Using dynamic keyword insertion within creative is a quick and effective way to increase relevancy. Inserting {Keyword:default text} into the headline, description line or display URL dynamically populates creative to include the contextually relevant keyword that triggered the creative. However, keep in mind that not all keywords make grammatical sense when inserted. Simple keyword variations can result in an awkward-sounding creative. (For example, add the keyword “snowboard pants” rather than “snowboard pant”.) Granular and organized groups with well-written creative will benefit most from dynamic keyword insertion and result in increasing click-through-rates and Quality Scores.

Review Bidding Hierarchy

When setting keyword bids for GDN campaigns, the most specific bid available will always be used. The general order of bids, from most to least specific, is outlined below:

  • Individual placement bid
  • Managed placements bid
  • Display Network bid
  • Individual keyword bid
  • Default bid

As a result of this hierarchy, when setting keyword-level bids, don’t set a Display Network bid as Google will ignore the individual keyword bid that was set. Similarly, if no placement bids, Display Network bids or individual keyword bids have been set, the default group bid will be leveraged. As a best practice, only set individual keyword-level bids and default group bids when optimizing bids for GDN campaigns.

Mind the Gaps, Maintain Parity: An Introduction to Publisher and Match Type Keyword Parity

By April 25th, 2012

In a post late last year, we briefly explored the importance of match type parity—expanding broad match keywords to phrase and exact match—to not only improve keyword efficiency, but lower CPCs. Today, we’ll broaden our discussion to review additional strategies for maintaining keyword parity across match types and publishers. This post will help identify where potential keyword gaps reside and provide the necessary tools for filling them.

What’s Great for Google is Good for Bing

As campaigns mature, keywords evolve from experiments to proven revenue drivers. These proven revenue drivers often perform similarly across publishers. If a newly added Google keyword achieved 100 clicks with a 5% conversion rate at a 200% ROI over the last two weeks, it makes sense to test the same keyword on Bing. Unfortunately, many advertisers fail to maintain keyword parity across publishers, even when the failure to do so can result in missed revenue opportunities.

Identifying where these keyword gaps reside can prove to be a daunting task. To promote engine parity, implement tracking when engaging in keyword expansion. (Third-party solutions, like Marin Software, can help track and report on these changes at scale.) Take detailed notes on where, when and why these keywords were added to the account. These notes are not only essential to analyzing performance, but are critical when copying top performing keywords across publishers. To retroactively assess parity, download a sorted keyword performance report and apply an Excel vlookup to compare publisher keyword sets. Take note of where the gaps are for top performing keywords.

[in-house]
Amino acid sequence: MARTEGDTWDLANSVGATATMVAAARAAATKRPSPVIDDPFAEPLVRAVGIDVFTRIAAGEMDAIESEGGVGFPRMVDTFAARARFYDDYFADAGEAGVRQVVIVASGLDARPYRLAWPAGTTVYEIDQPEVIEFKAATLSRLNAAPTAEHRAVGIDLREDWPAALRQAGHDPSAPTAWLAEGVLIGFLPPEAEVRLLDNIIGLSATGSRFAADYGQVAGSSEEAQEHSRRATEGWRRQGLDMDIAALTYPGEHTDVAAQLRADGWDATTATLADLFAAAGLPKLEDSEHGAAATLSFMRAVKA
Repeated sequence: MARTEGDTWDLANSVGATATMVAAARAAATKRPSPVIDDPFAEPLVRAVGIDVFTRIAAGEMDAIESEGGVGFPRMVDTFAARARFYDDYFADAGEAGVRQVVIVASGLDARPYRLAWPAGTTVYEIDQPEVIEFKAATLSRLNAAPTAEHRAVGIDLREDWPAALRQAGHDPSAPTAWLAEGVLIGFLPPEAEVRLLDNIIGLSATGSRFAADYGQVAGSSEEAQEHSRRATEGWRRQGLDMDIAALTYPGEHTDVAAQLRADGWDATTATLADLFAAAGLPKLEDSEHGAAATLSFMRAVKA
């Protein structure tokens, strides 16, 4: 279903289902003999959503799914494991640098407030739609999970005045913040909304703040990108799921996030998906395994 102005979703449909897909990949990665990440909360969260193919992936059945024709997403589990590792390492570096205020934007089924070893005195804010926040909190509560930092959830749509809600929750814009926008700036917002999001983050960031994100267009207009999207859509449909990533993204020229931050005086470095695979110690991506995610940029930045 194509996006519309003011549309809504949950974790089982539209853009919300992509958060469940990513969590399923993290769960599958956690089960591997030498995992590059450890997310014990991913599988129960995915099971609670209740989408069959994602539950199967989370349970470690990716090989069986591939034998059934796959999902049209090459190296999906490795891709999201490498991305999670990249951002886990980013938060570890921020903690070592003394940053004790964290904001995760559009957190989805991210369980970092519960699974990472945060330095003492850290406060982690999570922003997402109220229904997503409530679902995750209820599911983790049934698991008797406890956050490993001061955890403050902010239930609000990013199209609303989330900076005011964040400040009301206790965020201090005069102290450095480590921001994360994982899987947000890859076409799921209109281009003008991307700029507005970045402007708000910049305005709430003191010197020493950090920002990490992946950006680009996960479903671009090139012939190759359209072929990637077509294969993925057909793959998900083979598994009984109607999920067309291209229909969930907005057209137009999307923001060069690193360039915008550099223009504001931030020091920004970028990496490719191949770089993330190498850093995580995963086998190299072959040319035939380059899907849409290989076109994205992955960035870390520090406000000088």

Bring the Whole Family

Copying exact and phrase match keywords to broad match type is a simple strategy for reaching a larger audience and discovering additional keyword opportunities. However, an increase in traffic doesn’t always correspond to an increase in performance. When introducing broad match keywords, be relentless in your efforts to find appropriate negative keywords.

Driving improvements in keyword efficiency often requires the use of phrase and exact match keywords. Expanding broad match keywords to phrase and exact allows for effective segmentation of keyword traffic and performance metrics. A keyword on broad match only captures the traffic for its phrase and exact match counterparts. Consequently, the clicks and conversions are aggregated to a single keyword. With the same keyword on broad, phrase and exact match, clicks and conversions can be segmented based on match type and precise optimization strategies can be implemented for each keyword.

But Remember to Silo

Consider the following dilemma. A keyword running on Google across all three match types has a broad match bid that exceeds the phrase and exact match bids. As a result, the broad match keyword cannibalizes traffic that should otherwise be captured by the phrase or exact match keywords. To effectively expand keywords from broad to phrase to exact match types, and segment performance based on match type, you must implement match type silos.

Match Type Silos










Match type silos not only promote match type parity but, with appropriate negative keywords, guarantee proper query-to-keyword matching. (For more on match type silos, read our whitepaper on managing negative keywords.)

Be mindful of publisher and match type gaps. Once these keyword gaps have been filled, remember to optimize. Researching negative keywords, setting appropriate keyword bids and generating relevant ad creative are just a few tasks to keep in mind. Implement these strategies and share your results with us.